May 11, 2020
How to Unmask Your Smile
Many of us now spend our days interacting behind screens. We are starved for personal connection, yet we can’t even visit our mothers. When we go out, we must stay far away from people and cover our faces.
My favorite cashier at the local market tells me, from behind her mask and the plexiglass shield, that suburban New Yorkers are now even more brusque than usual. They don’t say hello—or much of anything. We chat and I help her bag and she thanks me for stopping to talk. Her eyes sparkle. They smile. I try to make mine smile back.
Have you ever met someone whose eyes shimmer with joy? Have you ever consciously tried to smile with your eyes? It’s a skill we’d all best improve today. We need it at the grocery store and we need it on Zoom. Our eyes communicate a lot.
What makes eyes smile? Quite simply, the qualities opposite of fear: love, joy, generosity, gratitude, compassion, wonder, creativity. When we are afraid or hateful, our eyes cloud. When we are feeling loving, joyous, generous, grateful, compassionate, curious, or creative, our eyes light up. They shimmer and sparkle and smile, like my cashier’s. Despite her role serving the public under high-stress conditions, she has found a source of joy. The joy prevails over fear and lights up her eyes. In this way, she creates genuine connections with those who are open to connecting with her. Likely, these connections help her move forward with her day.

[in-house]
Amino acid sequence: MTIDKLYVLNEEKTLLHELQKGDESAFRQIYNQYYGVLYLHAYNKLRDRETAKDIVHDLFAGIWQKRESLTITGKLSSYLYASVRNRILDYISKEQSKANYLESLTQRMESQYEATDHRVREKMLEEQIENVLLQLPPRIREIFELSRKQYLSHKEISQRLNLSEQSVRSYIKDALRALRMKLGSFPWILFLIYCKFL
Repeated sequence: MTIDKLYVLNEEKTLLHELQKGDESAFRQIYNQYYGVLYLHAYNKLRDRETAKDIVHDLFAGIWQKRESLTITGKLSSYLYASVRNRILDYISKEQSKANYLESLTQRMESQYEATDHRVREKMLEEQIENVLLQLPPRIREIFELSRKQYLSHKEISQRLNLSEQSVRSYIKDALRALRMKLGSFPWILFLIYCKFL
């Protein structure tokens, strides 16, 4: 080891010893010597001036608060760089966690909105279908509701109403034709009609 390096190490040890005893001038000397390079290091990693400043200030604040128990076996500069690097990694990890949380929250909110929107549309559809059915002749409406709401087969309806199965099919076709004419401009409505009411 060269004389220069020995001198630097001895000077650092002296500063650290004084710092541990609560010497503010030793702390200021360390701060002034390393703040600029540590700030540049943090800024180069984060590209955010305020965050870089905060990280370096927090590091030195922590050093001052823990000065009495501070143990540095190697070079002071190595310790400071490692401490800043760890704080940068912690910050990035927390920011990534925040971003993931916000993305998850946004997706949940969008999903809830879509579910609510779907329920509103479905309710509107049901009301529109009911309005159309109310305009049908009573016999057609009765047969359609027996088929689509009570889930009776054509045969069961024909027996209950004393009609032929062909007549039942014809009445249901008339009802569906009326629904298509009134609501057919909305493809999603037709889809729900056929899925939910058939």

The present world crisis—as crises often do—has conjured up clouds of fear. But to live in fear is to become consumed by the inertia of no. When we allow the inertia of no to consume us, our thinking powers become crippled. We become followers rather than leaders. Possibility crumbles into victimhood. We forfeit our ability to think constructively and creatively. Ultimately, our fear turns into varying degrees of hatred for our fellow human beings.
Without our smiles in full view, without handshakes, without hugs, and with mask-muffled voices, we now need to use other tools to communicate and connect with those around us. We need to use our eyes.
How do you conjure up an eye smile?
Think of something that makes you feel joyful, generous, grateful, curious—about life in general or about the person that stands before you. That intentional thought will light up your heart and light up your eyes. Even hidden by a mask, your smile will be seen. Likely, you will make someone’s day just a little bit warmer, a bit more human. And the world will become a bit of a better place to live.
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Kathryn Haydon helps you maximize your creative strengths so you can do your best work. Through keynotes, workshops, and consulting, she trains individuals, leaders, and teams to find the unique spark that leads to deep engagement and productivity.